March 2021

How to choose the right type of rug

An artisan-crafted rug finishes the room by adding artwork, texture, and color to the floor. At Garnet Hill, we curate our assortment of styles to help you complete your room, seeking the best artisan-crafted rugs we can find. The rugs in our collection reflect a variety of versatile fibers and construction techniques. Each rug is timeless and distinctive in style, and comfortable underfoot. 

To make it easy to find the right rug for your room, here’s a guide to the different types of rugs you’ll find in our collection

What fibers are best for your space?

All the wonders of wool

Wool is a natural fiber and an excellent insulator. It instantly warms a space and is soft and cozy underfoot. Wool fibers are strong, durable, and naturally resistant to water, dirt, and stains, making wool rugs versatile choices for every room in your house, from entryways and living spaces to bedrooms. Please note: these rugs tend to shed their loose fibers over the first couple months of use. With foot traffic and regular vacuuming, the shedding will diminish.

Naturally beautiful: jute and linen fibers

Jute and linen rugs are popular picks in the collection because they’re responsibly sourced fibers and add natural textures and tones to a space. These fibers are exceptionally durable, making jute and linen rugs excellent choices for high-traffic areas. Please note: because these fibers are biodegradable and tend to absorb moisture, you should avoid using them outdoors to prolong longevity.

The versatility of cotton

Cotton designs tend to be lightweight and easy to wash, making this rug classification an excellent choice for many rooms and decors. From bedrooms and casual living spaces to kitchens, entryways, and baths, cotton is soft underfoot, dries quickly, and takes color beautifully. Cotton rugs are easy to layer and switch out with the seasons to keep your home looking fresh and new. 

Durable, resistant PET fibers

PET stands for polyethylene terephthalate — it’s a big name with some even bigger benefits. PET is a common thermoplastic polymer that’s part of the polyester family. It’s often a recycled fiber (think, reclaimed plastic soda bottles and similar plastic materials). PET is frequently used in the making of indoor-outdoor rug designs, because of its resistant to moisture, mildew, fading, and the elements. It’s also lightweight and incredibly easy to clean — just wash with a gentle soap and hose it down.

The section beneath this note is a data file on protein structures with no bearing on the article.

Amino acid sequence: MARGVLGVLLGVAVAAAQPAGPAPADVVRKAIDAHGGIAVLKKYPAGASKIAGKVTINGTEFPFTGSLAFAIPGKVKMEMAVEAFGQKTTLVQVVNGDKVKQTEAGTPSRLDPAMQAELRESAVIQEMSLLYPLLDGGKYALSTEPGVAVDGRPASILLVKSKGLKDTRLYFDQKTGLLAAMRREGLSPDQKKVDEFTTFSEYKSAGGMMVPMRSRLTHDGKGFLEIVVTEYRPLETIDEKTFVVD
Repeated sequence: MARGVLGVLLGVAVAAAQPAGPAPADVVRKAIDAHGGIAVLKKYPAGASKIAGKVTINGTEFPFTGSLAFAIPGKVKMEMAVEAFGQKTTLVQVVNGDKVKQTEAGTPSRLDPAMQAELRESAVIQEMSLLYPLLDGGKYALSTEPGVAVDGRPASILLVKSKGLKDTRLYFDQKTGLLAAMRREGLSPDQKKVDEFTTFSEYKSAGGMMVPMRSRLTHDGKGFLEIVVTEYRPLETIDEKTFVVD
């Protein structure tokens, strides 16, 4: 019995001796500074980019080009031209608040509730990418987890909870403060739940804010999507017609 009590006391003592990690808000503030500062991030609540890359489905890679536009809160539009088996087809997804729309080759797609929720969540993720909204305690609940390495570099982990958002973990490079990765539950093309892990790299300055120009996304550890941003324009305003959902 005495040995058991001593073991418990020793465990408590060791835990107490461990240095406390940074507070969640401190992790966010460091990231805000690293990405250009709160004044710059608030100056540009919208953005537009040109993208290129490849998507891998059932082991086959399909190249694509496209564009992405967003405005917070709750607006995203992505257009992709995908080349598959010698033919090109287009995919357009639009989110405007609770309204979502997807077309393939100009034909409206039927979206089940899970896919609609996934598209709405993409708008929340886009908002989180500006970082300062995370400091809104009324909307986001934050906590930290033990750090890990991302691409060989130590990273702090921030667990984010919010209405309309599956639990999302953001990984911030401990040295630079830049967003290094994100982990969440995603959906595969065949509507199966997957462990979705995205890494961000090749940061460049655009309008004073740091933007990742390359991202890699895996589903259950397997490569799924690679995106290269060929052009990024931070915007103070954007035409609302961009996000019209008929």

What construction is right for you? 

The beauty of a hand-hooked rug

Hooked rugs are durable, made by creating loops of wool or another fiber through cotton backing. This technique enhances the definition of the design’s patterning to create beautiful artwork for the floor — and the hook-work is usually done by hand for the rugs in our collection. 

Soft and plush tufted rugs

Similar to hooked construction, a stencil of fabric is stretched over a frame. A tufting gun is then used to pass the loops of yarn back and forth to create the pattern and design. Once finished, the front loops are cut and/or shaved to create the pile. These rugs tend to be soft and plush. Like hooked rugs, most of our tufted rugs include a great deal of handcraftsmanship. 

Artfully hand-knotted rugs

These one-of-a-kind rugs are woven by hand on a special loom. Due the tighter weaving of the looming process, knotted rugs tend to have a flatter pile than tufted rugs. Knot density (or knots per square inch) determines by how intricate the rug pattern becomes. The more intricate the design, the more knots needed and the finer the yarn used. Higher knot count typically indicates higher quality.

Handwoven and hand-loomed rugs

Very similar to handloomed textiles, rugs in this classification are woven on a loom. The loom holds the warp (the vertical threads) in place and allows the weft (the horizontal threads) to be interwoven. Using a pedal, a shuttle moves across the design to interlock each line. These rugs tend to be low to medium pile.

Flatweave rugs

Flatweaves are rugs constructed without the use of any knots. This gives them a very flat, low profile. Instead, the parallel running fibers that comprise the length of the rug (the warp) and those that run along the width (the weft) make up the whole surface. A dhurrie (also called dhurri, durrie, durry, or dari) is an Indian term for a handwoven rug or a thin flat carpet in the flatweave classification. Kilim styles are a variety of the flatweave family from Persia.

What are your favorite rug fibers and styles, and what rooms do you decorate with them? For decorating inspiration and more styles, explore or current selection of artisan rugs.

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